The characters chosen by Ambrose to tell his story overlap but are not synonymous with the men in the Spielberg/Hanks TV series, which is largely based on two established Pacific war memoirs, EB Sledge's With the Old Breed and Robert Leckie's Helmet for My Pillow.
Sledge and Leckie both feature in the book, but Ambrose included in his five-strong central cast two men who you will not see on television. One was an aviator and the other a US marine who escaped from a Japanese prisoner of war camp on the Philippines and became involved in resistance guerrilla movements.
On this side of the pond not many people have heard of "Manila John" Basilone, just as not many people in Basilone's home town of Raritan, New Jersey have heard of Douglas Bader. Hugh Ambrose focuses intensely on Manila John, not least because finding the real man beneath the thick layers of wartime propaganda will have been an intriguing exercise.
John Basilone was a gift to the US war effort in more ways than one. Basilone was a son of Italian immigrants who believed deeply in the righteousness of his country's cause, despite the fact that when America entered the war Italy was one of the enemy Axis powers. During one of the bloodbaths on the island of Guadalcanal in 1942, Basilone behaved like a Marvel comics superhero. In the retelling it would become unclear whether he had killed a thousand Japanese troops or three dozen, and whether he had manned his machine gun without pause for three days or 11 hours. Even at the lower estimates, which Hugh Ambrose endorses, John Basilone did enough to merit the American equivalent of the Victoria Cross, the Congressional Medal of Honor.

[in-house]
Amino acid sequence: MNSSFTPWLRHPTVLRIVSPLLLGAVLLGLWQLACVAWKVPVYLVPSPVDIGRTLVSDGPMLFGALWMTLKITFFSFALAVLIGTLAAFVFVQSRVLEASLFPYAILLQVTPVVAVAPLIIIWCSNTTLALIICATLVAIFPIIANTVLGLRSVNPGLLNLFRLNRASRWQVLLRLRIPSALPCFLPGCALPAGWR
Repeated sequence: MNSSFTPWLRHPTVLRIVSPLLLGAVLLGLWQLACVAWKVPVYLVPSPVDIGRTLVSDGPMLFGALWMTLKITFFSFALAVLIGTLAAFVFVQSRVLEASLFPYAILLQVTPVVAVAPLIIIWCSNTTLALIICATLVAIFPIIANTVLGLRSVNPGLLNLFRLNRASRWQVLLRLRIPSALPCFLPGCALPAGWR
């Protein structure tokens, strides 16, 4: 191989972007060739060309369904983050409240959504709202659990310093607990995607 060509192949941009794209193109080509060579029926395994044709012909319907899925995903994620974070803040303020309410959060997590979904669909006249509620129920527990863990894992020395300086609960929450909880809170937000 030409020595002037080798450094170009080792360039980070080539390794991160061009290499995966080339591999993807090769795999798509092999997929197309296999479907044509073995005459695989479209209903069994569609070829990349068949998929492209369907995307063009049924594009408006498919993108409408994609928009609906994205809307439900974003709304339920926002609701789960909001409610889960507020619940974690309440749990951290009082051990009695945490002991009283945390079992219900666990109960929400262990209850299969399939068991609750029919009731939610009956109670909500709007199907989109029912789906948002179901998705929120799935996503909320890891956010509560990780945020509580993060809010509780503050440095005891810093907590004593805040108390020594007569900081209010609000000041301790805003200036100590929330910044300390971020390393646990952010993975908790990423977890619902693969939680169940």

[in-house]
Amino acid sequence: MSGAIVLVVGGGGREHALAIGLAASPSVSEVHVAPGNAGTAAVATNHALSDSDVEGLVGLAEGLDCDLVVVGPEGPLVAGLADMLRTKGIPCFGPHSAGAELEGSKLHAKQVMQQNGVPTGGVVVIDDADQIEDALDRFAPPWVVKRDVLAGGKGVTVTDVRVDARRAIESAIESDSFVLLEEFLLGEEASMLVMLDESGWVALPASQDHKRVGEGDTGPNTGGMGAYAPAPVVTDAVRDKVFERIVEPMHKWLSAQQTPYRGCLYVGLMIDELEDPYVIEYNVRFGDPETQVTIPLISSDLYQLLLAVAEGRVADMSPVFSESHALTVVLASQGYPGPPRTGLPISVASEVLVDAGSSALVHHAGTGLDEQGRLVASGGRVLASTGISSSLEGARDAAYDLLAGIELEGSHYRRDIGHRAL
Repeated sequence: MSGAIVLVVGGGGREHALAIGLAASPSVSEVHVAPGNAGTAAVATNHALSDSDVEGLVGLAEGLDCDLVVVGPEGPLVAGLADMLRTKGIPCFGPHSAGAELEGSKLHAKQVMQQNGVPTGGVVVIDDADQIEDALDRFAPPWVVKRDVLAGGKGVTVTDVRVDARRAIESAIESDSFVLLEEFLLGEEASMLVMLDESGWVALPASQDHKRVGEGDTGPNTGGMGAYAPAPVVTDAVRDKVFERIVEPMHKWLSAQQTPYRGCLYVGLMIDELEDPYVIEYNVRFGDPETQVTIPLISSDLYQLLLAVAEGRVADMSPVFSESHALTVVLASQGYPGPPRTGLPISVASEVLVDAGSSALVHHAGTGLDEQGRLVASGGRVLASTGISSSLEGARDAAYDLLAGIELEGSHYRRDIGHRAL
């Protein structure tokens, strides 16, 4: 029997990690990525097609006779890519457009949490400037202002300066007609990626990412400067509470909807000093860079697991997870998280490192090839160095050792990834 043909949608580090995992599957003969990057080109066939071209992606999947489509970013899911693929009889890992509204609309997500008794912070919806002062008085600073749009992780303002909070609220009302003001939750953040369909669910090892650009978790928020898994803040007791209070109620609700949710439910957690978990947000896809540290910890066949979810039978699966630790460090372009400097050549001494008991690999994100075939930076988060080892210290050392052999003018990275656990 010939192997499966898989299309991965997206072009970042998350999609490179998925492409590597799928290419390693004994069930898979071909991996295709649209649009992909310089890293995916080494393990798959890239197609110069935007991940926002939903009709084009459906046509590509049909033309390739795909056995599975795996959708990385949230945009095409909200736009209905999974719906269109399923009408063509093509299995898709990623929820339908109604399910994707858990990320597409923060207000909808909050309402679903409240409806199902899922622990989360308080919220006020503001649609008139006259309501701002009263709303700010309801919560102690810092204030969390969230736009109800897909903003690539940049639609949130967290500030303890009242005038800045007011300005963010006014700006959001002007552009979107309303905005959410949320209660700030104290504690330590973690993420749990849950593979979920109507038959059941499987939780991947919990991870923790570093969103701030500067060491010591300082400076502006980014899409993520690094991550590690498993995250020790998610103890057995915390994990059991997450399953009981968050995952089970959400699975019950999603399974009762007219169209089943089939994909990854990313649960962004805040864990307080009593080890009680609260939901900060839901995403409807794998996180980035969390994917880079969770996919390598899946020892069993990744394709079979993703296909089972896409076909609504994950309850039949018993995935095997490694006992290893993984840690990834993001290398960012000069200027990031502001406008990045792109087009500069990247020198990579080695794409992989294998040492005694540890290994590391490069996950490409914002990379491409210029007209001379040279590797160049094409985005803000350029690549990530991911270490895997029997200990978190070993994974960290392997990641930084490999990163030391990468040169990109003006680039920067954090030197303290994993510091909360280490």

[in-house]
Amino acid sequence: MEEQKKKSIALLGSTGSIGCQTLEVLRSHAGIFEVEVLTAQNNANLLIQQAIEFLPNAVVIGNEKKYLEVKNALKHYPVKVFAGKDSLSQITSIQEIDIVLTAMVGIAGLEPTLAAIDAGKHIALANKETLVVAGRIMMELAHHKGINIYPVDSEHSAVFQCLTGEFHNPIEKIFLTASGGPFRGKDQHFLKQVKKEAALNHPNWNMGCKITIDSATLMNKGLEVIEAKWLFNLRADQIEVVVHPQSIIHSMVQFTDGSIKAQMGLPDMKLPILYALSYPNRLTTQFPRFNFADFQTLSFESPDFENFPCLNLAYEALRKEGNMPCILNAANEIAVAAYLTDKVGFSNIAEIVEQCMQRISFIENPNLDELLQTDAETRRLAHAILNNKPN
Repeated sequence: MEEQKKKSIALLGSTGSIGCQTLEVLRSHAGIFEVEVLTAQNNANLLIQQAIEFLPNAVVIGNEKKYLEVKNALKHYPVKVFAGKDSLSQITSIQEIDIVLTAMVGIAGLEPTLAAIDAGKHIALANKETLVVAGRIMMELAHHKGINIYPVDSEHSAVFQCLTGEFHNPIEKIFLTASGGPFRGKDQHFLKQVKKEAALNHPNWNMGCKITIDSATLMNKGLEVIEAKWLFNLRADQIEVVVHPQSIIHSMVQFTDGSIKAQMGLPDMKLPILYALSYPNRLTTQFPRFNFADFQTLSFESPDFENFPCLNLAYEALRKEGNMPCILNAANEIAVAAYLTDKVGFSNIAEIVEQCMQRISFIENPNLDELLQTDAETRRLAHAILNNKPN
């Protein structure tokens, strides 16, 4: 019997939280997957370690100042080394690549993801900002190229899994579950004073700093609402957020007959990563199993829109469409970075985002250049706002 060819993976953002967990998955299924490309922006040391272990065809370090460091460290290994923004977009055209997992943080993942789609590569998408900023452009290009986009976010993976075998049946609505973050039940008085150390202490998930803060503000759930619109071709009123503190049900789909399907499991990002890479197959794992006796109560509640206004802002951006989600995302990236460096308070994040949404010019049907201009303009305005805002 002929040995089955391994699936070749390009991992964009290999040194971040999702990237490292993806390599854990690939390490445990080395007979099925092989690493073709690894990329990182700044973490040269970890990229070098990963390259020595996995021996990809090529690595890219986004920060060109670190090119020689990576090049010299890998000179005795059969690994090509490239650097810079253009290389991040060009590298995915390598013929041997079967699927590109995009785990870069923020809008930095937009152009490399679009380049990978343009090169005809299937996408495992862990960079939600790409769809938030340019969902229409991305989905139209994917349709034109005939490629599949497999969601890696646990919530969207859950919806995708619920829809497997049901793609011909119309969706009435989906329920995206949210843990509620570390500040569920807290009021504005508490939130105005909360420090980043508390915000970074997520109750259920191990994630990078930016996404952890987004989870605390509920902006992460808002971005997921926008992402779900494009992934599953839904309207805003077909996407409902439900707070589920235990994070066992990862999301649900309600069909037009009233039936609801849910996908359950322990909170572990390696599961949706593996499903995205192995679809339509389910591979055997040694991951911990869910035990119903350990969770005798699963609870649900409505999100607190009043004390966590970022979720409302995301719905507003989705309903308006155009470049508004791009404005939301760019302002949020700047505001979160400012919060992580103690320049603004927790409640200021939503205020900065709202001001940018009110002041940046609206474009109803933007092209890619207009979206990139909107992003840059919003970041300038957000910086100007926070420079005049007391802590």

He was then plucked out of rest and recreation at the Melbourne Cricket Ground in Australia and sent around the States selling war bonds with a group of B-list celebrities. To almost anybody else, being kissed for the cameras by starlets would seem preferable to yomping in a monsoon through jungles already occupied by tens of thousands of hostile Japanese soldiers. It's the fact that Basilone was not anybody else that makes Hugh Ambrose's study absorbing. Manila John insisted on kissing the celebs goodbye and making his way to Iwo Jima, where ... you'll have to read the book.
Ambrose is long on detail and short on commentary and interpretation, which is exactly right in a history like The Pacific. He lets his soldiers tell the story. Through them, not him, we learn of the abandoned GIs' distaste for General Douglas MacArthur, who fled for Australia and left them to die or surrender in the Philippines.
Through those young men we are given an uncompromising picture of the war, which, after the attack on Pearl Harbor, most Americans believed to be their most important engagement. The TV series might offer us a glimpse of that distant conflict in the Pacific. Hugh Ambrose's book gives us the greatest generation in the round.